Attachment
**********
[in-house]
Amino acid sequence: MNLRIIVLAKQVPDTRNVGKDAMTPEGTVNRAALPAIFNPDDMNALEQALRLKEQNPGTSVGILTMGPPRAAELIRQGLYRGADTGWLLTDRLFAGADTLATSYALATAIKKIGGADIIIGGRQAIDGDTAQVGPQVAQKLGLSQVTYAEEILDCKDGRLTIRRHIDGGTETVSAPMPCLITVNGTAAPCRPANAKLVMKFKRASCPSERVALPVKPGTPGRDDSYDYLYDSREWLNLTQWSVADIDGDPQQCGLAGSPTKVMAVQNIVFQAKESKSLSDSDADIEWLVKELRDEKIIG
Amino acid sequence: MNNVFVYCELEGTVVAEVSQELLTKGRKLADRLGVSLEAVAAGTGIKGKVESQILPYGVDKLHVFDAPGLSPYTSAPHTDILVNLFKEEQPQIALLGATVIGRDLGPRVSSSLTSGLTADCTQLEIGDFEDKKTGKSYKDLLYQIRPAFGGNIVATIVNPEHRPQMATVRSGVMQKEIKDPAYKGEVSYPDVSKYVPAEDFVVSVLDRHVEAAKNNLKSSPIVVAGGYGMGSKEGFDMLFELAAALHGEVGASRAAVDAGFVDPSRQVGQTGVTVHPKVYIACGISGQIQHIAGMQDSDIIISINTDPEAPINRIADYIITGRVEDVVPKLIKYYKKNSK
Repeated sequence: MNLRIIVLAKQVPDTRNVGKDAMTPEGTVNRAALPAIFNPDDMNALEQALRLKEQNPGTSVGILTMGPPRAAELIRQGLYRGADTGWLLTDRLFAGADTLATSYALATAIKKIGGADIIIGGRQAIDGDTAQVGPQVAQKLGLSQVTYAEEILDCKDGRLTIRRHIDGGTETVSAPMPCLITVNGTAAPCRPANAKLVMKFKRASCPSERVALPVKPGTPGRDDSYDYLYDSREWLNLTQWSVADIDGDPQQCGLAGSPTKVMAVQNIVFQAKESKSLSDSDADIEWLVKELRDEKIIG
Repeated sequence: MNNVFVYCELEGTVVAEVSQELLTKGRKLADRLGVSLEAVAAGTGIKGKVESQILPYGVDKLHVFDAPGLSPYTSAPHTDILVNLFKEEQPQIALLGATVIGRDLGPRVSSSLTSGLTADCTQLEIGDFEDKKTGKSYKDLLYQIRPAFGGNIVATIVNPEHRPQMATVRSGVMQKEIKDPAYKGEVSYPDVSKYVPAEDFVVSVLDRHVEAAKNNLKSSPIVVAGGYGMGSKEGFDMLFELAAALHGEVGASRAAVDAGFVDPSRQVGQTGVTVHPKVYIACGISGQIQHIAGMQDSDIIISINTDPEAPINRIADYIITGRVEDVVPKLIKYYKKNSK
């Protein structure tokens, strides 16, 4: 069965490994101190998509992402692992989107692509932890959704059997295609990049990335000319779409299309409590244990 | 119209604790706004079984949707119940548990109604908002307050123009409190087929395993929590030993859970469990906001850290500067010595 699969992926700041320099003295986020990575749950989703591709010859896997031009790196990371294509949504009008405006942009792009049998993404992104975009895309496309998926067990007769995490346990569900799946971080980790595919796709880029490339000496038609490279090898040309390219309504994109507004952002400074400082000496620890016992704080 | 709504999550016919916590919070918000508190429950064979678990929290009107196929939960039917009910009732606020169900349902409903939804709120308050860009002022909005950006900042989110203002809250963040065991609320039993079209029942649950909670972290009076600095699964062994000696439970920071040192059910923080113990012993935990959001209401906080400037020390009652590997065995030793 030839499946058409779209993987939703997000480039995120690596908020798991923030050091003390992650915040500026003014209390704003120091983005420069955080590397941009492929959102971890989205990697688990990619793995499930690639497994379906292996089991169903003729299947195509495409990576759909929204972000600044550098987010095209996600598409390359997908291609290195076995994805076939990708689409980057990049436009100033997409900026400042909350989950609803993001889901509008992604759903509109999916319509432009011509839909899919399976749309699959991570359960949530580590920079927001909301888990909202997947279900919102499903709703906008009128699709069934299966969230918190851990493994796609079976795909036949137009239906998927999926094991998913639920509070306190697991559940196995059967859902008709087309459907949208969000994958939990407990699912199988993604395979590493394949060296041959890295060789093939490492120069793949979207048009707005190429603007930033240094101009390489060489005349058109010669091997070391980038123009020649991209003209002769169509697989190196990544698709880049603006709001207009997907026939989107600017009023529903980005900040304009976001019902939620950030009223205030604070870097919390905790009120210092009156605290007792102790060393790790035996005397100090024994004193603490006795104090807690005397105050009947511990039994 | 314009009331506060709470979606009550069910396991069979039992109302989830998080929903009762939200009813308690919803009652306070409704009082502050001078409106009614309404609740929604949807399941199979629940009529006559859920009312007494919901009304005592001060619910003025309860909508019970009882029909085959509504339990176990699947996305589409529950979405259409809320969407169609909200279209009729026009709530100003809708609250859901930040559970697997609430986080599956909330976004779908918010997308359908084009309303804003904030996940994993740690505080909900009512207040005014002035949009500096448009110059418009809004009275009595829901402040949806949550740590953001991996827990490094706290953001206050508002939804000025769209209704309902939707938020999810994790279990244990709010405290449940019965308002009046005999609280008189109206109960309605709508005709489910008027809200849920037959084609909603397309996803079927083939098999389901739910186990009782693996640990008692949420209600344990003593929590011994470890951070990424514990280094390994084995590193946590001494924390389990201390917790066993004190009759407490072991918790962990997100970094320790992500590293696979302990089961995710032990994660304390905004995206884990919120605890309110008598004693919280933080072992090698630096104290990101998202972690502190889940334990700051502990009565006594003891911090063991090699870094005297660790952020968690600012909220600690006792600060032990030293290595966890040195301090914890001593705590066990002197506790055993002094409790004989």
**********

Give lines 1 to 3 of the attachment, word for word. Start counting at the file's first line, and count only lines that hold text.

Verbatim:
[in-house]
Amino acid sequence: MNLRIIVLAKQVPDTRNVGKDAMTPEGTVNRAALPAIFNPDDMNALEQALRLKEQNPGTSVGILTMGPPRAAELIRQGLYRGADTGWLLTDRLFAGADTLATSYALATAIKKIGGADIIIGGRQAIDGDTAQVGPQVAQKLGLSQVTYAEEILDCKDGRLTIRRHIDGGTETVSAPMPCLITVNGTAAPCRPANAKLVMKFKRASCPSERVALPVKPGTPGRDDSYDYLYDSREWLNLTQWSVADIDGDPQQCGLAGSPTKVMAVQNIVFQAKESKSLSDSDADIEWLVKELRDEKIIG
Amino acid sequence: MNNVFVYCELEGTVVAEVSQELLTKGRKLADRLGVSLEAVAAGTGIKGKVESQILPYGVDKLHVFDAPGLSPYTSAPHTDILVNLFKEEQPQIALLGATVIGRDLGPRVSSSLTSGLTADCTQLEIGDFEDKKTGKSYKDLLYQIRPAFGGNIVATIVNPEHRPQMATVRSGVMQKEIKDPAYKGEVSYPDVSKYVPAEDFVVSVLDRHVEAAKNNLKSSPIVVAGGYGMGSKEGFDMLFELAAALHGEVGASRAAVDAGFVDPSRQVGQTGVTVHPKVYIACGISGQIQHIAGMQDSDIIISINTDPEAPINRIADYIITGRVEDVVPKLIKYYKKNSK